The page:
U.S. agriculture officials said they are working with their counterparts in China to determine who is sending mysterious seed packages to U.S. residents and to stop future shipments.
The U.S. Department of Agriculture said in a recorded radio broadcast released Wednesday that China is helping to identify the senders of the seeds, and that the agency knows the names of companies behind the shipments. The USDA also said China’s postal service is cooperating with the investigation.
China’s Ministry of Agriculture and Rural Affairs couldn’t be immediately reached for comment.
“We don’t know the background information about these companies, and that’s why we’re working with our counterparts in China to follow up on some of these senders,” said Osama El-Lissy, a deputy administrator for the USDA’s Animal and Plant Health Inspection Service, in the broadcast.
More on the Mystery Seeds
- U.S. Postal Service Is Urged to Stop Delivering Mysterious Seeds (Aug. 4)
- Unidentified Seeds Raise Questions About Online Sales Tactics in China (July 31)
- Mystery Seeds Spread Around the World (July 30)
- ‘Brushers’ Come Into Focus as Officials Test Packages of Mysterious Seeds (July 30)
Mr. El-Lissy said the USDA also has been working with major e-commerce companies to use their systems to curtail future seed shipments.
Multiple U.S. agencies, from the Federal Bureau of Investigation to the Department of Homeland Security’s Customs and Border Protection, have been investigating the seed shipments since reports began flooding in last month from thousands of people across dozens of states who received unidentified seeds in the mail, many of which were postmarked from China.
Officials are concerned the seeds could introduce invasive species, weeds, pests or diseases that might harm U.S. agriculture. As of Tuesday evening, Mr. El-Lissy said his department had found no major problems, though the agency has managed to check just a fraction of the packages delivered to residents from Virginia to Washington. Mr. El-Lissy said the USDA has so far collected some 925 seed packages after receiving more than 9,000 reports from people who received unsolicited seeds.
The USDA has found a few potentially harmful weeds, including one called water spinach, Mr. El-Lissy said, as well as one package containing larvae of a leaf beetle, which he said are common. “Other than that, we have not found anything alarming,” he said.
Initially, the USDA said it had no evidence the seed packages were anything other than a “brushing scam,” in which vendors selling through online retailers like Amazon.com Inc. pay “brushers” to place orders for their products, shipping packages with low-value or no contents to strangers. Brushers then pose as the buyers and post fake customer reviews to boost the vendor’s sales.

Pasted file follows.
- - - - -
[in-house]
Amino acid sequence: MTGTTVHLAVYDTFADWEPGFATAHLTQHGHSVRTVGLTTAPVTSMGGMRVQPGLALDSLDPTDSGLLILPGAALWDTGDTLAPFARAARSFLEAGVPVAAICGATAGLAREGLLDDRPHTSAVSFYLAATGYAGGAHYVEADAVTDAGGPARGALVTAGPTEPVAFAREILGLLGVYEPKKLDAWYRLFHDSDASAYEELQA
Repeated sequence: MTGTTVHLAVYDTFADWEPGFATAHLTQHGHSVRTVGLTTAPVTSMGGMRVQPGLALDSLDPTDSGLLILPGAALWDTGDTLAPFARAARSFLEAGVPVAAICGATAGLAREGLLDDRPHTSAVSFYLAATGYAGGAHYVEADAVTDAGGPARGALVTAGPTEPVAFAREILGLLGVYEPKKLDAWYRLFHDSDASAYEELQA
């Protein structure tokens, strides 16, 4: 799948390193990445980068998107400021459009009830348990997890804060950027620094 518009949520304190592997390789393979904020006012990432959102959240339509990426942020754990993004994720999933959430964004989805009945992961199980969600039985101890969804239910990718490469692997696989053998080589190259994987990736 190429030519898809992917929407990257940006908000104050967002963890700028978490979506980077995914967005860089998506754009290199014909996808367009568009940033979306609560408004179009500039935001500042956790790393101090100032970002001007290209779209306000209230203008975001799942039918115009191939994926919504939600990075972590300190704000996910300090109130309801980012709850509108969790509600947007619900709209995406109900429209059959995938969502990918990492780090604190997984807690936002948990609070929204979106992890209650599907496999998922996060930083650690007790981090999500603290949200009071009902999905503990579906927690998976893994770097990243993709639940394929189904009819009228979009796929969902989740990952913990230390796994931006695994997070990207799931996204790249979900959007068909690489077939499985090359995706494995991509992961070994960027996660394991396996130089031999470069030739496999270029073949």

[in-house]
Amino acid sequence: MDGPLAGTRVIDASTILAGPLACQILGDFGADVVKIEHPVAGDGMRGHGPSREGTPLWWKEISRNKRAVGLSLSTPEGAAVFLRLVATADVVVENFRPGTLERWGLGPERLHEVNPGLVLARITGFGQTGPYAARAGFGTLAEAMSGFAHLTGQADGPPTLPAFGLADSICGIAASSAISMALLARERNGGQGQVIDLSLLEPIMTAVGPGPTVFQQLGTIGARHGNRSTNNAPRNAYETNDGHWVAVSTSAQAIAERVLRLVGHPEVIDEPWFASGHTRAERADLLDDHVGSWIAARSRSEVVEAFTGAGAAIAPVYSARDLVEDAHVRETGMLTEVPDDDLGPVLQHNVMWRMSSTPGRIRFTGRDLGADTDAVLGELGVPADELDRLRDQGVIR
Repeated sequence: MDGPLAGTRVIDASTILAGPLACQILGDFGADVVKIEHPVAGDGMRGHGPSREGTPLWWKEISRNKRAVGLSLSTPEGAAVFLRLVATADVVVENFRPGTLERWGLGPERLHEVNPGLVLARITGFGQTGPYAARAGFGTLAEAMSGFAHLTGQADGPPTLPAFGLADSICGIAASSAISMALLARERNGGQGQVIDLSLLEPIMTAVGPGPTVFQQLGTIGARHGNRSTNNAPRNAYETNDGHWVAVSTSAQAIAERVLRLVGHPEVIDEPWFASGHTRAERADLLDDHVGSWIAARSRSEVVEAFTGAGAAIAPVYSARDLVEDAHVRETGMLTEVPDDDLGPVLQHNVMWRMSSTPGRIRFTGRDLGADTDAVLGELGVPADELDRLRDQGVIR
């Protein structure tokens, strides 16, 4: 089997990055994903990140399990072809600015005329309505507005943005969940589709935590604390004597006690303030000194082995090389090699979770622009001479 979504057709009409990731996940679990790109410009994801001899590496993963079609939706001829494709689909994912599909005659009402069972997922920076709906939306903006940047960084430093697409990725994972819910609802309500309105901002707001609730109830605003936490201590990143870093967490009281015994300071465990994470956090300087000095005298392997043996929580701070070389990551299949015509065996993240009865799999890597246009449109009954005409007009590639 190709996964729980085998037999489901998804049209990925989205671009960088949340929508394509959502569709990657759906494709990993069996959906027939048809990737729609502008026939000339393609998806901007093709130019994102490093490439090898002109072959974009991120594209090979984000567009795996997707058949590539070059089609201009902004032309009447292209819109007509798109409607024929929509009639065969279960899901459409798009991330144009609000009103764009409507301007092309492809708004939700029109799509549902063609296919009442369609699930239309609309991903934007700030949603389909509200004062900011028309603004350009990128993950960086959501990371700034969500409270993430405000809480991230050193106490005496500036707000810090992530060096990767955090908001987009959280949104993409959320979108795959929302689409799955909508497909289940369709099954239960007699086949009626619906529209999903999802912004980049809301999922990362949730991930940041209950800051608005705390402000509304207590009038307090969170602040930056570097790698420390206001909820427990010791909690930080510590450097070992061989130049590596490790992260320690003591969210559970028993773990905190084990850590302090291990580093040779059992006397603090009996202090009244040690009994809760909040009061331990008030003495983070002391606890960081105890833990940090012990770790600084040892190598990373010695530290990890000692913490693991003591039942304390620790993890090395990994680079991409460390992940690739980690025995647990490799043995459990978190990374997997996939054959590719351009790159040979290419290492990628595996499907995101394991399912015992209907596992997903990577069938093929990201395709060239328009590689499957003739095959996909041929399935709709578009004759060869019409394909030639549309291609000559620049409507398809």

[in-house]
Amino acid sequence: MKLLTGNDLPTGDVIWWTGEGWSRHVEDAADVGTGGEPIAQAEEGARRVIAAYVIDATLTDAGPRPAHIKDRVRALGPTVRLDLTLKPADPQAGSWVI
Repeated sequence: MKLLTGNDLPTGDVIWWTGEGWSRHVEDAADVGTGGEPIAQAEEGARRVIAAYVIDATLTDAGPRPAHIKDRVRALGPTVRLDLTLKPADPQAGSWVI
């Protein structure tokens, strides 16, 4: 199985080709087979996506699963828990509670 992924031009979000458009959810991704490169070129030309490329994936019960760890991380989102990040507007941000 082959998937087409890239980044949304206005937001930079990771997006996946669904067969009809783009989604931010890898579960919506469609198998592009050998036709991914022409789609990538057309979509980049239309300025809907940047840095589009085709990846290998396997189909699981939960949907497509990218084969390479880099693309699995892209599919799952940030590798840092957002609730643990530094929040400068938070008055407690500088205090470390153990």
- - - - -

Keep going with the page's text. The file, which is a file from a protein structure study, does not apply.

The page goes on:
On Wednesday, the USDA’s Animal and Plant Health Inspection Service said some people who have reported receiving seeds had ordered them, but either forgot or reported the deliveries after growing concerned because their packages looked similar to those highlighted on social media or the news.
“In those situations, the recipient provided their information to a seller during an online transaction,” the agency said.
USDA officials reiterated Wednesday that some recipients didn’t order seeds, and said they believe those packages are part of a brushing scam. Over the last decade, online marketplaces like Amazon and others have signed up Chinese manufacturers and merchants that sell products directly to Americans. Some e-commerce sellers and experts have linked some of these sellers to dubious sales tactics, including brushing schemes, on the platforms.
Amazon has said the seed packages appear to be delayed shipments due to Covid-19. The company didn’t immediately comment on Wednesday.
Amazon is still investigating any connection the platform might have to the packages and whether brushing is involved, a person familiar with the matter said. The company has been in contact with the USDA to resolve the matter.
Lawmakers this week pressed the USDA and other federal authorities to solve the seed puzzle and strengthen shipping safeguards to catch similar episodes in the future.
Twenty-one House lawmakers in a letter to USDA Secretary Sonny Perdue Monday warned that even if an e-commerce scam is behind the unsolicited seed deliveries in recent weeks, it still shows the country’s potential vulnerability to agricultural terrorism that could hit the domestic food supply. The bipartisan group of representatives urged the USDA and other agencies to develop a plan to better detect such threats.
In a separate letter Tuesday, Sens. Debbie Stabenow (D., Mich.) and Gary Peters (D., Mich.) asked federal agencies to report by Aug. 25 initial results into their probe of the seed packages and their origin, as well as how federal officials plan to stop any further unsolicited seed shipments.
“It is alarming that the seeds were able to enter the country in the first place,” the senators wrote.
The USDA has said it hasn’t identified any link to agricultural terrorism, though the situation is evolving and officials are evaluating every possibility.
The agency inspects commercial imports of plants and seeds at 16 stations around the country to ensure they meet federal requirements, according to the Animal and Plant Health Inspection Service. Customs and Border Protection is responsible for enforcing plant health regulations at U.S. ports of entry and international mail facilities, which includes inspecting commercial cargo shipments, international travelers’ bags and international mail packages.
“It has become challenging to interdict noncompliant packages given the increased volume of mail entering the country in recent years,” the USDA said, adding that it and the customs department have been working with the U.S. Postal Service to improve targeting and enforcement in international mail.
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